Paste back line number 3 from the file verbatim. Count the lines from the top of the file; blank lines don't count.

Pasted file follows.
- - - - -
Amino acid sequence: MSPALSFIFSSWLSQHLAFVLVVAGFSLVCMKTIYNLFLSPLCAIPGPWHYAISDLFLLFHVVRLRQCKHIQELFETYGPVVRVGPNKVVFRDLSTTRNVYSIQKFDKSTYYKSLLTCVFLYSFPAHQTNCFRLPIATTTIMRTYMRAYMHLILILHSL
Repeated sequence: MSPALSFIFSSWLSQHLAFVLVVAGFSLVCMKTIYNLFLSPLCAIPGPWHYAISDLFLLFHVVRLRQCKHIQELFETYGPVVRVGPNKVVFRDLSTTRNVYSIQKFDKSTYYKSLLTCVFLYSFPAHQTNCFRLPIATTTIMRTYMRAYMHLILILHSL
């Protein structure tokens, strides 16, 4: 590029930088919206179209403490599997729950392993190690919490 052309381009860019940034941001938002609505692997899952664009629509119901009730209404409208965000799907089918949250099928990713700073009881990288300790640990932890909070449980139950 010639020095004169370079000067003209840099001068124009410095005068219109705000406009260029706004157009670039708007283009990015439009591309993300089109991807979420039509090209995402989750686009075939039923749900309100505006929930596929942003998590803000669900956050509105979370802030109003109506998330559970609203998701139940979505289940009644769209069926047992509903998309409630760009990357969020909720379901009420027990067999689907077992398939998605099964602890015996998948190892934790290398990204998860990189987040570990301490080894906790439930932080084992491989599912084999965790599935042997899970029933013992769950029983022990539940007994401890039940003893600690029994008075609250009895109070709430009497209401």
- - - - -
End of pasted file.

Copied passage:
């Protein structure tokens, strides 16, 4: 590029930088919206179209403490599997729950392993190690919490 052309381009860019940034941001938002609505692997899952664009629509119901009730209404409208965000799907089918949250099928990713700073009881990288300790640990932890909070449980139950 010639020095004169370079000067003209840099001068124009410095005068219109705000406009260029706004157009670039708007283009990015439009591309993300089109991807979420039509090209995402989750686009075939039923749900309100505006929930596929942003998590803000669900956050509105979370802030109003109506998330559970609203998701139940979505289940009644769209069926047992509903998309409630760009990357969020909720379901009420027990067999689907077992398939998605099964602890015996998948190892934790290398990204998860990189987040570990301490080894906790439930932080084992491989599912084999965790599935042997899970029933013992769950029983022990539940007994401890039940003893600690029994008075609250009895109070709430009497209401």